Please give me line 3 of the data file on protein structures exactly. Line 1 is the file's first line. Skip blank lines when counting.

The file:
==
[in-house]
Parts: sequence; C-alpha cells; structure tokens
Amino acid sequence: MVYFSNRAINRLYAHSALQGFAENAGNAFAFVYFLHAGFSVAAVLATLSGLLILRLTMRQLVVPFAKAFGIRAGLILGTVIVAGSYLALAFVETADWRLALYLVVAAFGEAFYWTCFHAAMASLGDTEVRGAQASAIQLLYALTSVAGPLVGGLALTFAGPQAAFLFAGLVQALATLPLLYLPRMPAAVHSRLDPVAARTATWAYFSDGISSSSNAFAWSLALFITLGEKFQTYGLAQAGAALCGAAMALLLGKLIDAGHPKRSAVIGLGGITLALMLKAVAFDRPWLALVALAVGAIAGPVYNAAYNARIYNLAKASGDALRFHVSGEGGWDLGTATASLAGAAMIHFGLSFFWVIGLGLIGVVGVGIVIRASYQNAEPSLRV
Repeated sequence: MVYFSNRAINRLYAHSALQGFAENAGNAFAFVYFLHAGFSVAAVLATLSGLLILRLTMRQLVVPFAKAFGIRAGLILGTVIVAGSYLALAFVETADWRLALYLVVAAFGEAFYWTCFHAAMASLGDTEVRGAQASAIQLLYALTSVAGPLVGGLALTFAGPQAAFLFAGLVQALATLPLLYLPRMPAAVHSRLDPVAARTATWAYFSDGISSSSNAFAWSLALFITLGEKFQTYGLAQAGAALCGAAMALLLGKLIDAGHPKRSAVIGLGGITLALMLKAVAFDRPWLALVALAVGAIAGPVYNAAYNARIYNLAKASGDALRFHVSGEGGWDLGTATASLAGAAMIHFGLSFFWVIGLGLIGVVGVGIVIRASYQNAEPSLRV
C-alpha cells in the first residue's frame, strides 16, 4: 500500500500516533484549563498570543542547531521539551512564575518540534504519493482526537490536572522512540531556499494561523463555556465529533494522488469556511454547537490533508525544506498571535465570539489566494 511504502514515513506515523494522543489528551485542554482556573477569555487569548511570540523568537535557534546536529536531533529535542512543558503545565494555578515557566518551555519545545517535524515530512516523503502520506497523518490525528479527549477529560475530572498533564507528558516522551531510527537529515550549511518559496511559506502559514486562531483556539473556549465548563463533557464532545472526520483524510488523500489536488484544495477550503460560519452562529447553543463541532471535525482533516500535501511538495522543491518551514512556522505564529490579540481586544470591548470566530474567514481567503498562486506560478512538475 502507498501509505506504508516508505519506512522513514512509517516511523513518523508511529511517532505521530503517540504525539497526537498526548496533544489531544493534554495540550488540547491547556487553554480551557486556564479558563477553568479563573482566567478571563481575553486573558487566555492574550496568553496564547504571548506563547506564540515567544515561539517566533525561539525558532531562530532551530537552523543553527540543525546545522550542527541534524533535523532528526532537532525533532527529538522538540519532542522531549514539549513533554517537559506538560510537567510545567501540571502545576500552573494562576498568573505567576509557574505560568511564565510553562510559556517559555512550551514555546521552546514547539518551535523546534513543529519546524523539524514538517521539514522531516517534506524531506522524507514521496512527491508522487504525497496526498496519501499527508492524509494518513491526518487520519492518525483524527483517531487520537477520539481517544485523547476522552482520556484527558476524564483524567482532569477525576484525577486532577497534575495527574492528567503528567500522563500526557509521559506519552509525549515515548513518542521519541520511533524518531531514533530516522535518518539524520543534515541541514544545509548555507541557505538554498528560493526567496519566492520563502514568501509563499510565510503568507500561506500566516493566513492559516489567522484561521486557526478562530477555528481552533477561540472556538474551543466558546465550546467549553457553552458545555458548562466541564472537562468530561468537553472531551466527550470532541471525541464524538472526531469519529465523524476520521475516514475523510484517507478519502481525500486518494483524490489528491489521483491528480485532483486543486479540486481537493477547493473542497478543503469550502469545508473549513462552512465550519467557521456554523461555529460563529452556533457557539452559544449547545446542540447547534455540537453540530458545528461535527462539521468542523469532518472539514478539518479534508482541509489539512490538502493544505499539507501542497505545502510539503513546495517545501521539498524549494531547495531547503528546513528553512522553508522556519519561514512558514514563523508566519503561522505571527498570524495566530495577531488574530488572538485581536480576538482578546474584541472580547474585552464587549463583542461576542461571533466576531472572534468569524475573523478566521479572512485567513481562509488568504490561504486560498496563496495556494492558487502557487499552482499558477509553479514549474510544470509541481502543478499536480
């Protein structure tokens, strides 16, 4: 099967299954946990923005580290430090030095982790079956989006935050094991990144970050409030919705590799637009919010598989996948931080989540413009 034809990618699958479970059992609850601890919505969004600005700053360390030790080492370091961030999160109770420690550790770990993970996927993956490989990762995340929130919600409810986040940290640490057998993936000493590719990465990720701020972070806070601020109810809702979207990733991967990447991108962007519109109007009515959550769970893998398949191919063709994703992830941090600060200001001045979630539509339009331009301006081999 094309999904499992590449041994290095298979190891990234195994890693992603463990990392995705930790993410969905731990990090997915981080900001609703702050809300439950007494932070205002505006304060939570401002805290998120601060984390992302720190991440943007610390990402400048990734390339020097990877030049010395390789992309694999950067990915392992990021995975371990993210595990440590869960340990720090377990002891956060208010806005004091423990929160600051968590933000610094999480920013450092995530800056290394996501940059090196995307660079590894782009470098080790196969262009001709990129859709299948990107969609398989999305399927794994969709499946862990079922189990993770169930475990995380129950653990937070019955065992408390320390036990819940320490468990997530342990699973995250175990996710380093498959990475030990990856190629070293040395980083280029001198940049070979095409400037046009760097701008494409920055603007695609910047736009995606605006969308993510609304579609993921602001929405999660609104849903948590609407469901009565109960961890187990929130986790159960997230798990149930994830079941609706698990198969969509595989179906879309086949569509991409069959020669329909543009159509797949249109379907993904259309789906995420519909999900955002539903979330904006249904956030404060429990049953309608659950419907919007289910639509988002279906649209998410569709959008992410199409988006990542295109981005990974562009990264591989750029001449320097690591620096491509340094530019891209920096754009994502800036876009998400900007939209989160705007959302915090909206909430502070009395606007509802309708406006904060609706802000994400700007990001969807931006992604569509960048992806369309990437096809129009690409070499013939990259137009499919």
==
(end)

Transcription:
Amino acid sequence: MVYFSNRAINRLYAHSALQGFAENAGNAFAFVYFLHAGFSVAAVLATLSGLLILRLTMRQLVVPFAKAFGIRAGLILGTVIVAGSYLALAFVETADWRLALYLVVAAFGEAFYWTCFHAAMASLGDTEVRGAQASAIQLLYALTSVAGPLVGGLALTFAGPQAAFLFAGLVQALATLPLLYLPRMPAAVHSRLDPVAARTATWAYFSDGISSSSNAFAWSLALFITLGEKFQTYGLAQAGAALCGAAMALLLGKLIDAGHPKRSAVIGLGGITLALMLKAVAFDRPWLALVALAVGAIAGPVYNAAYNARIYNLAKASGDALRFHVSGEGGWDLGTATASLAGAAMIHFGLSFFWVIGLGLIGVVGVGIVIRASYQNAEPSLRV